Anchorage needs a voice on the Alaska Board of Fisheries

The Alaska Board of Fisheries is made up of seven individuals from throughout Alaska. They serve all of Alaska, regardless of where they live. However it is important to have BOF members come from diverse backgrounds and geographical locations so their individual knowledge can help members who might be unfamiliar with the needs of communities other than their own. Anchorage has nearly half of the state's population with nearly as many individual users of Alaska's fisheries resources as the total from the rest of the state. Yet it is about to be disenfranchised from representation on the BOF.

Gov. Walker recently appointed a Kenai Peninsula man to the position I held on the Fish Board for the past seven years, while a resident of Anchorage. Kenai/Soldotna is a relatively small part of the Upper Cook Inlet region, which includes Anchorage and other cities. And while there are commercial, sports and dipnet fisheries that take place in the Kenai/Soldotna area, the majority of those who participate in these fisheries live in Anchorage. Not appointing a qualified person from the most populated area of the state where so many of the state's users live deprives the BOF of needed representation.

Members of the board share information about the needs of their communities and provide facts about the demographics that would not otherwise be easily available or known by other board members. One member of the BOF comes from Huslia, a small Interior community with just a few hundred people. And that is good, as he can share with other members his knowledge of the needs of Interior subsistence users. Other members are from Petersburg, Kodiak, Talkeetna, Dillingham, Fairbanks, and until recently, from Anchorage.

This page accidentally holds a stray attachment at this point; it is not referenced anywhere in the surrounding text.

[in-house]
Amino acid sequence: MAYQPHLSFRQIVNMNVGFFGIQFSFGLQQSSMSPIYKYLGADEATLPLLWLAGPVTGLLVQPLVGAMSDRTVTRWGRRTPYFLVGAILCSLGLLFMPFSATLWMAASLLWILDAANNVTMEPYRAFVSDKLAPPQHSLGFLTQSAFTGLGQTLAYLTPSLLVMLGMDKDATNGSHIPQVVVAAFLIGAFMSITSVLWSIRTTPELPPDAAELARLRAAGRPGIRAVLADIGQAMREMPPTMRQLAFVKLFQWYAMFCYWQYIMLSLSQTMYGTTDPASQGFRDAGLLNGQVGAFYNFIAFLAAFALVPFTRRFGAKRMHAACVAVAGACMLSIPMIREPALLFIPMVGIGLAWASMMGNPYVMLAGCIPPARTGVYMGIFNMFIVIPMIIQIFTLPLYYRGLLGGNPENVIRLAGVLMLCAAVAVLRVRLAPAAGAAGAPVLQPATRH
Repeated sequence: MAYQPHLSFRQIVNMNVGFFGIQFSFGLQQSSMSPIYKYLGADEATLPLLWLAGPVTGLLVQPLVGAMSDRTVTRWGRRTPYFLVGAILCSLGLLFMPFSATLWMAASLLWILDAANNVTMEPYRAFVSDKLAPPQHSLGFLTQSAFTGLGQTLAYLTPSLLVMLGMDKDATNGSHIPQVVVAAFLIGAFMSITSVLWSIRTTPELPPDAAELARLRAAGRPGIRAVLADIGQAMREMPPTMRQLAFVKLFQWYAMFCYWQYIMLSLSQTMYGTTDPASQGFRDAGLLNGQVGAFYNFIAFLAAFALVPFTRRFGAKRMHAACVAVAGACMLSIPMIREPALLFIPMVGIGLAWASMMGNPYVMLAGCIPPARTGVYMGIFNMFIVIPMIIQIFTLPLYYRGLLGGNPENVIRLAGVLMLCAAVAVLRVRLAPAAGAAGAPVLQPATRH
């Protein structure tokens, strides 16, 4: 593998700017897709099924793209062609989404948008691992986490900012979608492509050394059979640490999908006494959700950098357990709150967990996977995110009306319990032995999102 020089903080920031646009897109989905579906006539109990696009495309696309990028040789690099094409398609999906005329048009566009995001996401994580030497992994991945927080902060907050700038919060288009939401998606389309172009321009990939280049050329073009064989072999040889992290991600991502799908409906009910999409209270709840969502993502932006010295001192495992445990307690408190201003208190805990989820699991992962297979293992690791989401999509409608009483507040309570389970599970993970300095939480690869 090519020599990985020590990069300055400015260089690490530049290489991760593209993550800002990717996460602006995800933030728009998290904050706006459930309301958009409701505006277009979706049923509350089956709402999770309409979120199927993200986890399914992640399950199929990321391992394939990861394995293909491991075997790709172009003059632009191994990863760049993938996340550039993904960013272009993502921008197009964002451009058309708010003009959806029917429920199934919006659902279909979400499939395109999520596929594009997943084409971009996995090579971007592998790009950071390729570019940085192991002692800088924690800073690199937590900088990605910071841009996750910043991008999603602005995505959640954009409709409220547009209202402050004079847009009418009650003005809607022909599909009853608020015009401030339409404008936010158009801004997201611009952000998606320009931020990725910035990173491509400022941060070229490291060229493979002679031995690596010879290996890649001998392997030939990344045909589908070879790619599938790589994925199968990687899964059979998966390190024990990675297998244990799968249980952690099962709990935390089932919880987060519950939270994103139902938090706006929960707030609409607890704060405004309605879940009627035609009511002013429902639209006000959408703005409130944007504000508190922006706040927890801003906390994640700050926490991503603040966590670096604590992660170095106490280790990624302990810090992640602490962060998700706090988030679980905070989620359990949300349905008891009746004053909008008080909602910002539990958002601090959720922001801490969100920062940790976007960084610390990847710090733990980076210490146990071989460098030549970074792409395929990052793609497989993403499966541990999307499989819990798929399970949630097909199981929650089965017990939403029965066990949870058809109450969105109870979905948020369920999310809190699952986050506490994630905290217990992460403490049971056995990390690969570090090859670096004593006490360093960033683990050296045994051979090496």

With a population of nearly 300,000 it is only reasonable and fair that Anchorage continues to have someone on the board. Surely there are people who live in Anchorage who would be qualified to serve. But, instead of maintaining the historical balance and providing representation from Anchorage, the governor chose instead to appoint a Kenai/Soldotna individual. Why didn't he pick someone from Anchorage?

The governor may have been unfamiliar with the history of having someone from Anchorage on the board. Stakeholders from the Kenai Peninsula campaigned hard for the governor and perhaps he felt some pressure to appoint someone from their area. Whatever the reason, his appointment will certainly change the dynamics of BOF decisions and leave Anchorage without a voice during deliberations by the board. Will this adversely impact the largest population base with the most fisheries users? This is a legitimate question that people in the Anchorage and surrounding areas will be asking.

Before the governor's appointee can take office, he must be confirmed by the Legislature. This process is to occur soon. Many of the legislators represent the large number of fisheries users from Anchorage and nearby cities. These people are hoping that the Legislature takes into consideration how important it is for them to have a voice in BOF decisions. Walker's appointment temporarily has eliminated that voice. Hopefully the Legislature can give him the opportunity to change his mind and do what is right for Anchorage.

Karl Johnstone is a former member of the Alaska Board of Fisheries and a retired state Superior Court judge.

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